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Wednesday, January 13, 2010

Three shows open at Charter Oak Cultural Center Thursday

Charter Oak Cultural Center
21 Charter Oak Ave., Hartford, (860) 249-1207
Linda Abadjian: Lambs of Lebanon, A Window to War
Esam Pasha: Dimensions of Memory
Nilofer Haider: Demystifying the Burka
Jan. 14—Feb. 26, 2010
Opening Reception: Thurs., Jan. 14, 2010, 5:30—7:30 p.m.

Press release

Charter Oak Cultural Center is pleased to present a solo exhibition by Linda Abadjian, Jan. 14—Feb. 26, 2010. Opening Reception Thurs., Jan. 14 from 5:30—7:30 p.m. The location is 21 Charter Oak Ave. Hartford, CT. This event is free and open to the public, Mon.-Fri., 10 a.m.—5 p.m. (Abadjian's artwork has been previously written about on Connecticut Art Scene here and here.)

These depictions of war-torn buildings and landscapes aim to find new hope, while expressing the atrocity of war. Unforgiving Sharpie lines emerge through layers of paint, mimicking the insistent memories and events of conflict. Abadjian shows personal loss—that of childhood, yet her paintings express the beauty of human resilience, people's ability to become accustomed to war. Uprooted from her home in Shemlan, Lebanon, at age thirteen, due to the Lebanese Civil War, she immigrated to the U.S. along with her family. A visit to Lebanon in 2005 provided further inspiration for these paintings.

Superimposing multiple images allows Abadjian to explore the intricate issues intertwined with war, including lack of control, displacement and various types of loss. The aftermath of war—not its real time violence—draws her to paint images of war-torn buildings and places from her childhood. And due to her experiences, she is deeply affected by political instability in the world, especially that of Lebanon and the Middle East. As an Armenian Lebanese, and naturalized American citizen, her past continues to shape her identity, allowing her to find new hope and express loss that cannot be justified.

In Abadjian's current work, she examines these various forms of hope. One such idea emerged when previously applied text gradually revealed itself through layers of paint. Whether Armenian, Arabic or English, these words—sometimes fragments of her poetry—are strong visual elements. Other objects that surface in her paintings, vary anywhere from the evil eye to the Masbaha, the Muslim equivalent to prayer or worry beads, as well as the Cross, and Stuffed Lamb. As a Christian of Armenian descent, Abadjian's obsession lies not with religion itself, but with the commonality of divine symbols. The similarity of the Masbaha to the Catholic Rosary is ironic. Every religion requires a tool with which to count prayers. Christians use the Rosary, Buddhists the Mala, Muslims the Masbaha, and the Jewish people the prayer shawl or the Tallit.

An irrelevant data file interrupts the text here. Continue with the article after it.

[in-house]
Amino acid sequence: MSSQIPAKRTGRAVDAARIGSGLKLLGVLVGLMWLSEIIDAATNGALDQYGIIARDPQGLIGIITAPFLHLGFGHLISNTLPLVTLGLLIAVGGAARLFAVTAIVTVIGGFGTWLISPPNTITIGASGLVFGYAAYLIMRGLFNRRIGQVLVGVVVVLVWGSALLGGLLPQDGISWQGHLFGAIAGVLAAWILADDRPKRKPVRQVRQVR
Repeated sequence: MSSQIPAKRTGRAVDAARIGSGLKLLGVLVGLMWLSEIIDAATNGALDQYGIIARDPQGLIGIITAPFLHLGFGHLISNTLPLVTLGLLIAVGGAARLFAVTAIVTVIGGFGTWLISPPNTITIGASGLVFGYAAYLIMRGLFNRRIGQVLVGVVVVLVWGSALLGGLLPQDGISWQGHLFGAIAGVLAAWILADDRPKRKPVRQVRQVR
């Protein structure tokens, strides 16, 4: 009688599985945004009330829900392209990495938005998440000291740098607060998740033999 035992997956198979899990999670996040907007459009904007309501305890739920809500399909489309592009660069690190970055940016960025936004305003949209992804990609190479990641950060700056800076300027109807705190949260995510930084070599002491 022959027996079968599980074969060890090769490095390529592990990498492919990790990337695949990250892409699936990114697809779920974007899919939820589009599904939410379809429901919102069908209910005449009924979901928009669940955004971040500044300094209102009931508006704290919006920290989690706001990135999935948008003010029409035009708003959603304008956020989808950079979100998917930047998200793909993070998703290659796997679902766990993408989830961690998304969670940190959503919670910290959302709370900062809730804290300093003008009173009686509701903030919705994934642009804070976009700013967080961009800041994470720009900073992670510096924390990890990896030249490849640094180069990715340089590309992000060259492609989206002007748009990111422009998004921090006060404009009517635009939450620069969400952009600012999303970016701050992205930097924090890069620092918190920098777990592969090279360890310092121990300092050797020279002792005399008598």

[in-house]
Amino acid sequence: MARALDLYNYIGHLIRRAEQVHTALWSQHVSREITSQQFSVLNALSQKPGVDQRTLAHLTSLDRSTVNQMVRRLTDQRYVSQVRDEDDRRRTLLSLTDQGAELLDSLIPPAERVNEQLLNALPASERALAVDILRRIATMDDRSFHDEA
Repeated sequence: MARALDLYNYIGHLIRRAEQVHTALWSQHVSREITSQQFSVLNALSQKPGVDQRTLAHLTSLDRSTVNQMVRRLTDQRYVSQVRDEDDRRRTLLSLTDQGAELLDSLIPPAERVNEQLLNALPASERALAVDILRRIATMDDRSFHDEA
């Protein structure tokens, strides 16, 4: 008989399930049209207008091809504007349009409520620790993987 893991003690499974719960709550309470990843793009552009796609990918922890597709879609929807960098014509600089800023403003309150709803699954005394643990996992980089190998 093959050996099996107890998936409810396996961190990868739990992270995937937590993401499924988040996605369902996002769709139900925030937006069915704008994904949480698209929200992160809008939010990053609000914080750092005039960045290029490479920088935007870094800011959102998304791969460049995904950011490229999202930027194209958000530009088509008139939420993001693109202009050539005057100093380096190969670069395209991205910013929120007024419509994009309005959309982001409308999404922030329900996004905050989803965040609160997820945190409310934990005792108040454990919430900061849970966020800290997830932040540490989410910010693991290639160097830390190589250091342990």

The evil eye, ubiquitous in Middle Eastern culture, repels evil, offering protection from harm. It exists in jewelry, in decorative household objects, and in mementos. Souvenir Masbahas are often made with these typical blue, evil eye beads. This symbol has become increasingly sacred for Abadjian who finds strength in wearing it. Such a fashionable and universal object has found its way into spirituality, akin to religious symbols that offer refuge and comfort.

Abadjian received her MFA from Hartford Art School at the Univ. of Harford in 2006, and her BA from Central CT State Univ. in 1994. She worked for renowned artist Sol LeWitt, as well as the Troyer Gallery in Washington, D.C. as Assistant Director. Currently she is a Professor of Art and Art History at Paier College of Art and Middlesex Community College in CT. Her paintings have been exhibited throughout the U.S including New York, Connecticut, and Washington, D.C. In 2009, she was awarded the New Boston Fund Individual Artist Fellowship. Her work is included in the Sol LeWitt Collection.


Also opening Thursday night at the Charter Oak Cultural Center are shows by (Dimensions of Memory) Esam Pasha and Nilofer Haider (Demystifying the Burka). Both exhibits will also run through Feb. 26, 2010.

Meet “Iraq’s art hero,” Esam Pasha. Last fall he was commissioned to paint the first public mural in post-Saddam Iraq, and now he is showing his work here at Charter Oak. Pasha’s exhibit came out of a series of works based on memories of Baghdad. Come, view these artworks and enjoy the visual music they create. Let your eyes enjoy the artwork and let your heart feel inspired.

Nilofer Haider’s exhibit includes photographs taken while the artist was on a trip to her homeland, Pakistan. The 25-image sequence is of young girls without head covering, preteen and teen-aged girls with head covering, burka clad women, and chador clad women.

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